Drug use practices that can lead to transmission of HIV, HCV, and other infections are pressing issues affecting communities throughout Canada. To stay current with emerging evidence and ensure that people have access to high-quality services that help prevent HIV and HCV transmission, best practice recommendations must undergo review and update. A Canada-wide team of researchers, service providers, policy makers and people with lived experience have developed, through extensive literature review and synthesis, an updated and comprehensive set of best practice recommendations: Best Practice Recommendations for Canadian Harm Reduction Programs that Provide Service to People Who Use Drugs and are at Risk for HIV, HCV, and Other Harms.
The document has new and improved best practice recommendations about needle and syringe distribution, other injection equipment distribution, handling and disposal of used drug-use equipment, and safer drug-use education. In addition, lots of new material can be found on safer crack cocaine smoking equipment distribution and opioid overdose prevention (education and naloxone distribution). Below are links to the full set of recommendations, individual recommendations for equipment, disposal and education, and informative one-pager summaries of the recommendations and evidence.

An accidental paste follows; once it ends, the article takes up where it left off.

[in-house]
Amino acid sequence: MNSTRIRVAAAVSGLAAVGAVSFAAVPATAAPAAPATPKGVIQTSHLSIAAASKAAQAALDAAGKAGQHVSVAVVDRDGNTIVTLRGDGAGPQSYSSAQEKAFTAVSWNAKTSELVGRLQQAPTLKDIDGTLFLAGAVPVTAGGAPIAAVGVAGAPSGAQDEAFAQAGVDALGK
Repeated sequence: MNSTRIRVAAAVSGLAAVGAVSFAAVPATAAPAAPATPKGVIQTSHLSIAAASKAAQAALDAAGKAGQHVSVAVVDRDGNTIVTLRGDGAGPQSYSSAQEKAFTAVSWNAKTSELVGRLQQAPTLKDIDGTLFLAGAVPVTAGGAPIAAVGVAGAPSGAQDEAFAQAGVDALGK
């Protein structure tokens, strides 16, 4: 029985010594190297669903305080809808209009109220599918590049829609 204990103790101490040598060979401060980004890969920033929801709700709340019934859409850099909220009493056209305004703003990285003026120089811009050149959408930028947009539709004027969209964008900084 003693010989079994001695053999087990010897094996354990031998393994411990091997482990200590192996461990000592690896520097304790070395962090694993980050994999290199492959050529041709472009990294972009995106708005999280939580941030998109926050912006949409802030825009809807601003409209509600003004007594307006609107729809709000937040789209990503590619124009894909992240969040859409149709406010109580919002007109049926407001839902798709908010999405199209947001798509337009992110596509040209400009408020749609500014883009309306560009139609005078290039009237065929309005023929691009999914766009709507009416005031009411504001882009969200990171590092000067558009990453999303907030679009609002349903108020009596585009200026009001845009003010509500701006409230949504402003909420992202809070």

Together, these chapters form Part 1 of updated best practice recommendations for harm reduction programs across Canada. Part 2 is under development and should be released next year.
Best Practice Recommendations for Canadian Harm Reduction Programs that Provide Service to People Who Use Drugs and are at Risk for HIV, HCV, and Other Harms